13

I installed the Python scipy stack using the following command taken from here

sudo apt-get install python-numpy python-scipy python-matplotlib ipython ipython-notebook python-pandas python-sympy python-nose

However, I can import sympy only in Python 2.7.6 which is the default Python version when I type in python in the terminal. When I start Python 3.4.0 by typing in python3, the import sympy statement throws the error

>>> import sympy
Traceback (most recent call last):
  File "<stdin>", line 1, in <module>
ImportError: No module named 'sympy'

How do I fix this problem?

21

You can use pip3 (which is just normal pip but in system's Python3 packages). Normally I would suggest avoiding using pip for installing stuff globally but given there are no packages for this that could overwrite the files, there's nothing to lose.

It's quick and simple:

sudo apt-get install python3-pip
sudo pip3 install sympy
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  • Why using pip to install packages globally should be avoided? – ajay Jan 21 '15 at 12:14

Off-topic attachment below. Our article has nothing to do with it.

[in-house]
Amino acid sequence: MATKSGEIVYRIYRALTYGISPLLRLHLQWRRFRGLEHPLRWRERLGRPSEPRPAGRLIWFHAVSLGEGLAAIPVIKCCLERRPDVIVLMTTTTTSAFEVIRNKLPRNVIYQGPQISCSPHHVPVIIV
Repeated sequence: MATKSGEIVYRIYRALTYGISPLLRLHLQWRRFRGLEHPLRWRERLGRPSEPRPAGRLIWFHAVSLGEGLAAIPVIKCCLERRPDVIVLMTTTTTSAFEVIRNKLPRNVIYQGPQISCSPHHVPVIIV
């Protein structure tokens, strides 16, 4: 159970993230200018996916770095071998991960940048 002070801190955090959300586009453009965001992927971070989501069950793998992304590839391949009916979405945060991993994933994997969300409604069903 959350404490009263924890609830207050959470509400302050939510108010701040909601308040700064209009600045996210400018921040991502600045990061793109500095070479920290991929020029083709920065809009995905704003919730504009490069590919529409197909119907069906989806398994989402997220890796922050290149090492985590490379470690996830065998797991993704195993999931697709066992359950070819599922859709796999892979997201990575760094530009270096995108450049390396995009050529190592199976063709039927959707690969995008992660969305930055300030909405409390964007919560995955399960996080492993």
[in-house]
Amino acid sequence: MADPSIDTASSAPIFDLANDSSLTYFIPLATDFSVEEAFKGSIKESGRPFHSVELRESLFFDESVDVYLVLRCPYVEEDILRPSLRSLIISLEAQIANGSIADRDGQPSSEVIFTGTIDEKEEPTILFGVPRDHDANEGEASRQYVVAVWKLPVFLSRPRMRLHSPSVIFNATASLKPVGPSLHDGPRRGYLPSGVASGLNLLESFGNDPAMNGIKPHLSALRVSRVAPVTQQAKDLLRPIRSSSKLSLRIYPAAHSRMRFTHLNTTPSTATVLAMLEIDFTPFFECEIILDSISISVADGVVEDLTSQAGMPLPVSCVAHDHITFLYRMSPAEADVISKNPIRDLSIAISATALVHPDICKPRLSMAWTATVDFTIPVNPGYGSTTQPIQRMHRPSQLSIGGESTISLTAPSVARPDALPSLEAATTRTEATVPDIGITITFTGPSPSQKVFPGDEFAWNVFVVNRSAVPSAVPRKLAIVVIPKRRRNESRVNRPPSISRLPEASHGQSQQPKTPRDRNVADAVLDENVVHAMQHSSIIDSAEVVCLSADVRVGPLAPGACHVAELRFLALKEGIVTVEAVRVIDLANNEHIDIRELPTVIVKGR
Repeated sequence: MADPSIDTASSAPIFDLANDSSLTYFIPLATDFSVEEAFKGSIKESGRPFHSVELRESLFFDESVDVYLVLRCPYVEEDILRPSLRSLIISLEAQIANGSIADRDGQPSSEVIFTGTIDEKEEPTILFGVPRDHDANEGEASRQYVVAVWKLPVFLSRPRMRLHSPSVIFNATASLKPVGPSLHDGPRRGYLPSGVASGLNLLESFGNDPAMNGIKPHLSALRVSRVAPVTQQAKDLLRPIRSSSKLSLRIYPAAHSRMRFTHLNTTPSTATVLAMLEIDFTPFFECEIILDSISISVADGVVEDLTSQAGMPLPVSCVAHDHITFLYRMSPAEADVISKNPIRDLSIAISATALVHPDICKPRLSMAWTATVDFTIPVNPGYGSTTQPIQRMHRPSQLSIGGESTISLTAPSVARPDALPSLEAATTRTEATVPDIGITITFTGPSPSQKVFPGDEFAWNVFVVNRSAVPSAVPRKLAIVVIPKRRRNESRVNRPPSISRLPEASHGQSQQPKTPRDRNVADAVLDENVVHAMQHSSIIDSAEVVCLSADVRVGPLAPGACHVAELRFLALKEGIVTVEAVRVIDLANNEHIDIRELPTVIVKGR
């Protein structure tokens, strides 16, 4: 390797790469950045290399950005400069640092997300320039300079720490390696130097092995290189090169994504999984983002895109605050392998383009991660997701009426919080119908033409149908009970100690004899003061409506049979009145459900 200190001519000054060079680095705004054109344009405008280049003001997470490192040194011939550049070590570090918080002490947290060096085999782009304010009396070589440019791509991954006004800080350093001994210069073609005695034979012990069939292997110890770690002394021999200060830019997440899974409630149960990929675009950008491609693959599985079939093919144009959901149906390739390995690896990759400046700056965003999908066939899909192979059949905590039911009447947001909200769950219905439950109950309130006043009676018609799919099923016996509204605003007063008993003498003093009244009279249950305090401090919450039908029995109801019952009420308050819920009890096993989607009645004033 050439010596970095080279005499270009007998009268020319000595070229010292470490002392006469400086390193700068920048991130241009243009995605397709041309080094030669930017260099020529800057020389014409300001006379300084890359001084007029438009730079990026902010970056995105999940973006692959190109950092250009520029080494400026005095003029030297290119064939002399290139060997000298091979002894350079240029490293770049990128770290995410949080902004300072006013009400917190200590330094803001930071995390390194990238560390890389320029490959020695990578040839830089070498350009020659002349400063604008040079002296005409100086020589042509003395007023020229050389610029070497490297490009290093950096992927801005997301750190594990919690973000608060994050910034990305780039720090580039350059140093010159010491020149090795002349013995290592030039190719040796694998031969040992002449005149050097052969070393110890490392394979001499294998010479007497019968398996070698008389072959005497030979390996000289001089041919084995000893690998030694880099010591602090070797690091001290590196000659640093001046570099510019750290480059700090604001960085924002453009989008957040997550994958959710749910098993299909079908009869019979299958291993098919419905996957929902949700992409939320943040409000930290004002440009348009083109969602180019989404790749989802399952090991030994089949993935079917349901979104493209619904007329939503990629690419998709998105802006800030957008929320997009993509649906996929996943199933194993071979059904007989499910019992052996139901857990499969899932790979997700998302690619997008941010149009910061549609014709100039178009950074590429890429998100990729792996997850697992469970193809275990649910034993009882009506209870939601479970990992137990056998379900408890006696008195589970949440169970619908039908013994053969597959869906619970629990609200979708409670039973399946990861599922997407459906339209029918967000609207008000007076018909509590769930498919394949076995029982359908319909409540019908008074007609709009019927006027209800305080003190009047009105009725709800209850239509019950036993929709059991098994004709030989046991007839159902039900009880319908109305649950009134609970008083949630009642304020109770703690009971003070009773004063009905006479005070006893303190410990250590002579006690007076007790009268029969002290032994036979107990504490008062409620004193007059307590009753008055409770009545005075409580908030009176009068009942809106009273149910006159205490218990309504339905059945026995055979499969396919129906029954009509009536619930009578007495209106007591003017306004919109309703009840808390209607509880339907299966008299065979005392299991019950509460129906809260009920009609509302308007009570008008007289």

• 2
    For example if you have the python-requests package installed and then sudo pip install requests, it'll overwrite files that apt installed and then if apt updates, it'll overwrite those files and it turns into a big mushy mess. The two systems will likely be using different versions of the Requests library too. If you need your own Python environment (which you might, I do for Django development) use virtualenv. – Oli Jan 21 '15 at 12:21
  • 1
    ... Or python3 -m venv for Python 3 – Oli Dec 14 '15 at 15:11
7

In Ubuntu 16.04 and later, Sympy Computer Algebra System in Python can be installed from the default Ubuntu repositories. Open the terminal and type:

sudo apt install python3-sympy  

To install Sympy for Python 2.x run:

sudo apt install python-sympy
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2

There's a backports and a nightly PPA with versions for all recent Ubuntu releases. Simply go

sudo add-apt-repository ppa:nschloe/sympy-backports
sudo apt update
sudo apt install python3-sympy
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